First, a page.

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Week in Regulation

Pair of Proposed Rules Dominate the Week

In terms of the volume of meaningful regulatory activity, last week would usually be categorized as a busy one with 14 rulemakings carrying some measurable economic impact. Most of these actions, however, had relatively minimal impacts with most topping out in the low millions of dollars range. Yet there were two proposed rules that brought the fireworks. Across all rulemakings, agencies published $7.4 billion in total net costs and added 17.8 million annual paperwork burden hours.


  • Proposed Rules: 49
  • Final Rules: 77
  • 2021 Total Pages: 70,577
  • 2021 Final Rule Costs: $21.7 billion
  • 2021 Proposed Rule Costs: $199.7 billion


Of the two main proposed rules published last week, the more significant one was the Biden Administration’s latest volley in the ongoing regulatory saga regarding the “Waters of the United States” (WOTUS). A joint rulemaking between the Environmental Protection Agency and the Army Corps of Engineers (the agencies), this latest entry on the topic seeks to largely restore a WOTUS regulatory framework established under the Obama Administration. The American Action Forum (AAF) has a breakdown of its details here. In the agencies’ economic analysis, they find that – vis-à-vis the WOTUS standard set under the Trump Administration – it would cost affected entities between $113-$276 million annually. On average, that comes out to $194.5 million annually, or nearly $3.9 billion over a 20-year period.

The other notable rulemaking of the week was a proposed rule from the Department of Treasury (Treasury) regarding “Beneficial Ownership Information Reporting Requirements.” The proposal seeks to “implement Section 6403 of the Corporate Transparency Act (CTA),” in order to acquire information on potential shell companies that may be involved in “money laundering, terrorist financing, tax fraud, and other illicit activity.” AAF has a further analysis of the rulemaking’s potential implications here. In terms of direct economic impact, however, the breadth of entities covered by these new requirements produces sizable administrative burdens. Treasury’s preliminary analysis suggests that the proposal could bring 17.3 million hours of new paperwork each year, leading to roughly $3.4 billion in total costs over a 10-year period.


As we have already seen from executive orders and memos, the Biden Administration will surely provide plenty of contrasts with the Trump Administration on the regulatory front. And while there is a general expectation that the new administration will seek to broadly restore Obama-esque regulatory actions, there will also be areas where it charts its own course. Since the AAF RegRodeo data extend back to 2005, it is possible to provide weekly updates on how the top-level trends of President Biden’s regulatory record track with those of his two most recent predecessors. The following table provides the cumulative totals of final rules containing some quantified economic impact from each administration through this point in their respective terms.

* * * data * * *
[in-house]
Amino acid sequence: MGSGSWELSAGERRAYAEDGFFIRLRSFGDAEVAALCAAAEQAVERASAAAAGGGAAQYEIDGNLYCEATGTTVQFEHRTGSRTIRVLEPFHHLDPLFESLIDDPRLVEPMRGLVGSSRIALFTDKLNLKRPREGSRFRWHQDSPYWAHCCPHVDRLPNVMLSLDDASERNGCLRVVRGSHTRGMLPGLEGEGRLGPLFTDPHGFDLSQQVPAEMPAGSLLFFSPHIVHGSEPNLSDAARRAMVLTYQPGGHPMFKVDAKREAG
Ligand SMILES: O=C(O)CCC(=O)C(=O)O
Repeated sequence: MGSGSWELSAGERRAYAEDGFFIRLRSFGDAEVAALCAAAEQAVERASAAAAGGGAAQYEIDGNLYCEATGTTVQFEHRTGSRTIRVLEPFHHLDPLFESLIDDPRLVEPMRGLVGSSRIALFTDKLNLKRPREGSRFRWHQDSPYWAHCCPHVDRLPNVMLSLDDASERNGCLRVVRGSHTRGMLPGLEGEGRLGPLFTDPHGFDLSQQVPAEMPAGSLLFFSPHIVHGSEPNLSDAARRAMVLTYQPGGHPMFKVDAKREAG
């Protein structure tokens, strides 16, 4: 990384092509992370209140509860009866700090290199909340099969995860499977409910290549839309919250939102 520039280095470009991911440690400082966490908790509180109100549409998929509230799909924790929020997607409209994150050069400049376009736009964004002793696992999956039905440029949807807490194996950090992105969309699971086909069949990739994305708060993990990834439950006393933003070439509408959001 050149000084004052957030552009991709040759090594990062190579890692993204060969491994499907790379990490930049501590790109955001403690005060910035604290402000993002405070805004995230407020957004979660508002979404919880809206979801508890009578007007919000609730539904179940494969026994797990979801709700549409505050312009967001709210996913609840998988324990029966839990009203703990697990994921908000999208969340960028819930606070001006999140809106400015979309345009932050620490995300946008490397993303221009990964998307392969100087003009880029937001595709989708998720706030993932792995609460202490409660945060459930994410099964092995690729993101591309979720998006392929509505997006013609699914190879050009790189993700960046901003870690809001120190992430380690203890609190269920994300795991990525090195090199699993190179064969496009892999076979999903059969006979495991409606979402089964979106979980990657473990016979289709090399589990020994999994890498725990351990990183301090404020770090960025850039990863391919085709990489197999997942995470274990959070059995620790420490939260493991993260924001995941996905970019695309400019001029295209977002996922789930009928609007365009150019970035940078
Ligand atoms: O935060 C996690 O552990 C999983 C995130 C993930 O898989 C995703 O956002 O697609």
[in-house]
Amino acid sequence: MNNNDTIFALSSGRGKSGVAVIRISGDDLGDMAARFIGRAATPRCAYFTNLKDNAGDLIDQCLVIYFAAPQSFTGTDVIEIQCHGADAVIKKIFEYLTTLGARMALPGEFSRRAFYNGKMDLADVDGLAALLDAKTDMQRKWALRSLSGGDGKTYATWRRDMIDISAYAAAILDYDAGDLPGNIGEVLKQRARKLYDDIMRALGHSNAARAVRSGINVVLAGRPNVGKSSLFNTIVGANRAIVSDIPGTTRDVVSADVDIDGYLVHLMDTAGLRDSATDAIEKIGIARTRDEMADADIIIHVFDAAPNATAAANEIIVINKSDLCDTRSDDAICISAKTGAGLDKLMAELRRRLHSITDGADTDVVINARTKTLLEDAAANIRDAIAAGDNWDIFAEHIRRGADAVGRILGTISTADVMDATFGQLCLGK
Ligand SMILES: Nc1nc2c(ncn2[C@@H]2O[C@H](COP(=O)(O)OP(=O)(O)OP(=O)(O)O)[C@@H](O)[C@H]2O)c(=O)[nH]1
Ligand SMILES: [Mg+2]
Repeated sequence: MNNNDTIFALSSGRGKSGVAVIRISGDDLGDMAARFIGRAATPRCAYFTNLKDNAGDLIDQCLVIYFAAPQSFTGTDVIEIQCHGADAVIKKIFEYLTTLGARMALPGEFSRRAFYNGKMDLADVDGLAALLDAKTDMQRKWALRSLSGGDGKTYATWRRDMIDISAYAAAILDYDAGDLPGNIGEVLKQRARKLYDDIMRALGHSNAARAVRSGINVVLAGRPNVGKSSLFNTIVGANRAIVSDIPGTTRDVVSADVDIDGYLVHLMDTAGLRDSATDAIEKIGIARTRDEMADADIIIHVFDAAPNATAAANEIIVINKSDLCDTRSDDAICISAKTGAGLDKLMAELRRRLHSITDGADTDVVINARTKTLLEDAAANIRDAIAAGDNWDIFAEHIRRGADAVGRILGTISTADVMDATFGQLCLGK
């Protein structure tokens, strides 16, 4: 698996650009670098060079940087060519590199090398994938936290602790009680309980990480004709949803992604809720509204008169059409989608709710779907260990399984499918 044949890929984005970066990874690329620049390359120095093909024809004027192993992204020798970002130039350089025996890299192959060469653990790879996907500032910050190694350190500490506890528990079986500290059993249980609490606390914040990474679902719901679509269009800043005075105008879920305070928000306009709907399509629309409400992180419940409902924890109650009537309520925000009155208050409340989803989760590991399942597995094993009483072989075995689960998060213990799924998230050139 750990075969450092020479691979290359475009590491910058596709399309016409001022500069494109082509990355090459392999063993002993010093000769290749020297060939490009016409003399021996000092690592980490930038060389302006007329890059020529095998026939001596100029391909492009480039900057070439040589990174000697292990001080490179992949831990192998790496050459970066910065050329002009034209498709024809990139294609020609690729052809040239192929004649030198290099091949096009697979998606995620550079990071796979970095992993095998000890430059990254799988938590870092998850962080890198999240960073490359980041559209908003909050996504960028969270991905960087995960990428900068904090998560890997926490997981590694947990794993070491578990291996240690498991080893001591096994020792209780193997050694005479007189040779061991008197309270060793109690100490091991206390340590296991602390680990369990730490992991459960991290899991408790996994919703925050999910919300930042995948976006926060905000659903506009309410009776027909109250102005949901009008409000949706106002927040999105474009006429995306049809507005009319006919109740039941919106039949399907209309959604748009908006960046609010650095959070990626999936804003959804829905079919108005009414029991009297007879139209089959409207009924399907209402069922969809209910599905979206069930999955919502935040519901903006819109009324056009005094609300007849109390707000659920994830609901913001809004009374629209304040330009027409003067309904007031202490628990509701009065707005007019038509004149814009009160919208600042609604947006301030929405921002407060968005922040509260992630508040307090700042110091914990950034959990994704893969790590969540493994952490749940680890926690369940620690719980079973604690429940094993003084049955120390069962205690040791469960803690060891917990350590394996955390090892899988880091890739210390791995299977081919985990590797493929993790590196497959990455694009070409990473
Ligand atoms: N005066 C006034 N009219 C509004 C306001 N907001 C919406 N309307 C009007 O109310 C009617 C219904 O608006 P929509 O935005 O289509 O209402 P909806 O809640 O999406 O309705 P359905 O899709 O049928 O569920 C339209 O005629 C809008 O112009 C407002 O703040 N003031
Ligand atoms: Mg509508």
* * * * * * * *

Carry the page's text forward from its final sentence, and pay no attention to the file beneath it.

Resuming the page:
Given that the major Biden Administration actions of the past week were proposed rules, they do not count toward the administration’s final rule tallies. Thus, the Biden Administration’s totals saw minimal change. The Trump Administration also saw minimal shifts in its regulatory top-lines through the first third of December 2017. The only real mover and shaker of the three administrations was the Obama era. Early December 2009 saw a nearly $2.9 billion uptick in regulatory costs, due almost entirely to a pipeline safety rule with roughly $2.8 billion in total costs.


This week, the Senate voted to repeal the Occupational Safety and Health Administration’s (OSHA) vaccine and testing requirement for large companies.

On December 8, the Senate passed a resolution of disapproval to nullify OSHA’s interim final rule, COVID-19 Vaccination and Testing; Emergency Temporary Standard (ETS). The resolution was the eighth Congressional Review Act (CRA) measure introduced in 117th Congress and the fourth to clear the Senate.

The CRA allows Congress to strike down regulations issued by federal agencies. If a resolution of disapproval pertaining to a rule is passed by both chambers of Congress and signed by the president, the rule becomes void and the agency that issued the rule cannot issue a rule in “substantially the same form” in the future.

Congressional opposition to the rule has come primarily from Republicans, who have viewed the requirement that employers with 100 or more employees either require employees to be vaccinated against COVID-19 or develop a plan to regularly test employees as a federal overreach. Federal courts appear to have agreed – the rule is currently stayed pending the outcome of lawsuits seeking to overturn it.

Republican senators were able to get two Democratic senators, Joe Manchin and Jon Tester, to join their side for the vote, which pushed the tally to 52-48 in favor of passage.

Any further action now depends on the House of Representatives, which is very unlikely to ever vote on the measure due to its slim Democratic majority. If the House did pass the resolution, however, the rule would still not be nullified. The White House signaled this week that it would veto the resolution, and there are not enough votes in either the House or Senate to override the veto.

As a result, this week’s Senate vote can best be viewed as a political statement against federal overreach.


Since January 1, the federal government has published $221.4 billion in total net costs (with $21.7 billion in new costs from finalized rules) and 156.6 million hours of net annual paperwork burden increases (with 130.7 million hours in increases from final rules).